In true Sixties’ style, a record shot straight into the singles charts at number one last week. Was it Oasis, riding Earl’s Court like the Royal Tournament on Ecstasy? Was it The Beatles, demonstrating that they could still do it from beyond the grave and middle age?
No. It was Robson and Jerome, a pair of actors who appear – to borrow the marketing style of pantomime and supermarket openings – in “Television’s Soldier, Soldier”.
I am not familiar with the television series or the music, but I am told by those at the cutting edge of popular music developments that Robson and Jerome are to supposedly fashionable music what, in my day, Clive Dunn was to Led Zeppelin.
Here is a gold – nay, platinum disc – example of a syndrome that the record industry has known since Bill Haley wondered whether a kiss-curl might help. It knows that, when it comes to sales volumes, safe, mawkish ballads do the business.
True, there is the odd Beatles phenomenon, but no one is ever likely to suggest that the best way to build a business’s revenues is to buy lottery tickets – in other words, the likelihood of striking gold with a new band is too remote to form part of a business plan.
I go into this because it has been said recently – and implied in the more condescending quarters of the business press – that the appointment of Bill Cockburn, chief executive of the Post Office, to lead fading high street bulwark WH Smith is a rum one.
If I might paraphrase what is said: WH Smith is rather dull. What it needs is an exciting, new-wave retailer at the helm. George Davies of Next fame, perhaps. Or Ann Iverson, if Laura Ashley doesn’t suit her. What about Barry Diller, now that QVC doesn’t fill his day? Or, for that matter, David Sainsbury could be looking for a job.
Much of that is absurd. More realistically, there are those who point out that, if re cuperating shoemaker and retailer Clarks can pull a blue-chip, consumer-goods name like Tim Parker from Kenwood, then WH Smith might have found someone with rather more of a retail track record and profile than Cockburn.
Not that I have come across any hostility towards Cockburn. This will be to do with what has become his fashionable “decency”. And I have no argument with that. I have not met Cockburn for years and hold no kind of brief for him, but I recall, as many others do, a thoroughly decent bloke who had been untouched by his considerable corporate success.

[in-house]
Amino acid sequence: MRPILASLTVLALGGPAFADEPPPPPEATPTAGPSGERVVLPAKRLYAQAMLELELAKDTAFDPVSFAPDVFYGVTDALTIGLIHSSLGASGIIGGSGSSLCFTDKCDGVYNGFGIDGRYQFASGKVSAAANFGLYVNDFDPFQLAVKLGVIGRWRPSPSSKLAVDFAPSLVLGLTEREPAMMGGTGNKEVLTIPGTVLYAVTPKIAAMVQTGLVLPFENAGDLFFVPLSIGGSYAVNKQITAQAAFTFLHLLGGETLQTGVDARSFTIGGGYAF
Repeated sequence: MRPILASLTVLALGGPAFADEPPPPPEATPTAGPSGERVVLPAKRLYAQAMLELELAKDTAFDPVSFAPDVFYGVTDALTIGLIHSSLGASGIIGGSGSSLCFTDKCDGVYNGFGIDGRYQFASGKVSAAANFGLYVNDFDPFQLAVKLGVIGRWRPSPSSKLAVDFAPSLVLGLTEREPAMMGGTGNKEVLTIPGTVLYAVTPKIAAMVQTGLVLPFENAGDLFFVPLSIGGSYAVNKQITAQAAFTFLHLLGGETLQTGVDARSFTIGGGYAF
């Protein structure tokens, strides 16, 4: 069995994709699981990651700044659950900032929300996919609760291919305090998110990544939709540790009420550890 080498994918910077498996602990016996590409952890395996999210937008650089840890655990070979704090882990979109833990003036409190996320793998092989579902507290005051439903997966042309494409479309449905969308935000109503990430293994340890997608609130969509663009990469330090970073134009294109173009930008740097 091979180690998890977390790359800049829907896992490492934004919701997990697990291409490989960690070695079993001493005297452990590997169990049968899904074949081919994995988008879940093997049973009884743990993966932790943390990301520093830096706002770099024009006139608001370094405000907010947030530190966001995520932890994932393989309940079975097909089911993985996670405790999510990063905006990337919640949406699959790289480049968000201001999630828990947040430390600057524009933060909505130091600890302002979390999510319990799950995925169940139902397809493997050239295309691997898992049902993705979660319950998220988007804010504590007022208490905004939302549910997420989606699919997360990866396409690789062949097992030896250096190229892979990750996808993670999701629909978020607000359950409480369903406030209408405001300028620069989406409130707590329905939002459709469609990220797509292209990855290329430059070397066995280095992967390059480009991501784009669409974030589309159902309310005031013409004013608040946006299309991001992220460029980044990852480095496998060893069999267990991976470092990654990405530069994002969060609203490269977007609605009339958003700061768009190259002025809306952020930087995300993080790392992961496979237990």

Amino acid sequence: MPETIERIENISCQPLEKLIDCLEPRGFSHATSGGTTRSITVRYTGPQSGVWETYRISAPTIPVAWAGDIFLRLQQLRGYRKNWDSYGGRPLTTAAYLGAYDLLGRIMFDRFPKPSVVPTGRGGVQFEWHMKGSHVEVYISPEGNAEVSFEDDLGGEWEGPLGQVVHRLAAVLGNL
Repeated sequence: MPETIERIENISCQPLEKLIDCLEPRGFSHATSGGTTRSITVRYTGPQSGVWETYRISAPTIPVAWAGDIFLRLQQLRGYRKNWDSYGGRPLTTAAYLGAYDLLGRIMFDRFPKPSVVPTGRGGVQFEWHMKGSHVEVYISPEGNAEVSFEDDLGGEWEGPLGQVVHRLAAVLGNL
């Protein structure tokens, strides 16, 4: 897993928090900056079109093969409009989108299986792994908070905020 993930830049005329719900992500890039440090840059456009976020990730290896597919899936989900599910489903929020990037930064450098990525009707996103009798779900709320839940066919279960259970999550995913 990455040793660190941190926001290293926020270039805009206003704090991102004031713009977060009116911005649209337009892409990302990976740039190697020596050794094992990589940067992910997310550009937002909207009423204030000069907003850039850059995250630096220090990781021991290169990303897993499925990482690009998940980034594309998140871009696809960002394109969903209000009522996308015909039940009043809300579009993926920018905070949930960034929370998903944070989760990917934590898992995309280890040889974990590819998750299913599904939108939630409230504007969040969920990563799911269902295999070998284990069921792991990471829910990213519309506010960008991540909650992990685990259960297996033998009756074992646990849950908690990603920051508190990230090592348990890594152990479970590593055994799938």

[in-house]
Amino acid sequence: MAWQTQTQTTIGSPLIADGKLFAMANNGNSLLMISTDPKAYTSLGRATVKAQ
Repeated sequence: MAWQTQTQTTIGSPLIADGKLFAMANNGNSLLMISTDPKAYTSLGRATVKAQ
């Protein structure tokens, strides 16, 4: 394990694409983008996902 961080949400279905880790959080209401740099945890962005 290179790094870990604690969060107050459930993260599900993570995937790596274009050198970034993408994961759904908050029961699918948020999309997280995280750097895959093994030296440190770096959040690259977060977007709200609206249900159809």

Where there lingers doubt, however, is over Cockburn’s qualification for such a retail hot-seat as WH Smith. With the best will in the world – it is still murmured that he is Post Office man, boy, and very possibly foetus.
The Post Office is the state asset that even the Tories found that they could not privatise. It is an amalgamation of worthy but dull businesses, fronted by some of the least appealingly fitted retail outlets in Britain. What could the man who has run that lot possibly bring to WH Smith and its satellites – Our Price and Waterstone’s?
I ask the question rhetorically because the fears it expresses are misplaced. Cockburn is not only a thoroughly good egg, but a masterful businessman.
I could go on about how the Royal Mail now handles some 67 million letters a year, a 50 per cent increase on ten years ago, and how profits were lifted by 54 per cent last year to 472m.
I could add that Cockburn raised next day mail delivery to nearly 100 per cent; or that he made the UK the country of choice for mail-clearing from across Europe; or that he brought the Post Office close to real competition with the proposed abolit ion of the 1 minimum courier delivery charge, while main taining a national, guaran teed delivery service at a single price.
But one observation emerges from my earlier point about the record industry. WH Smith’s business is not primarily, or even principally, about leading fashion. Consequently, its attempts to glamorise itself have been misplaced.
The company will always make more money from retailing Robson and Jerome in Our Price than it will from Supergrass. It will always earn more from Jeffrey Archer and Delia Smith than it will from Jeanette Winterson and the Booker Prize.
And its two core businesses – news distribution and the WH Smith chain – are about exploiting efficiencies in distribution and service.
This is only worthy and dull in so far as making businesses profitable is worthy and dull. I suspect that WH Smith’s shareholders find it a rather stimulating prospect. If nothing else, that makes Cockburn ideally suited to his new job. The very best of luck to him.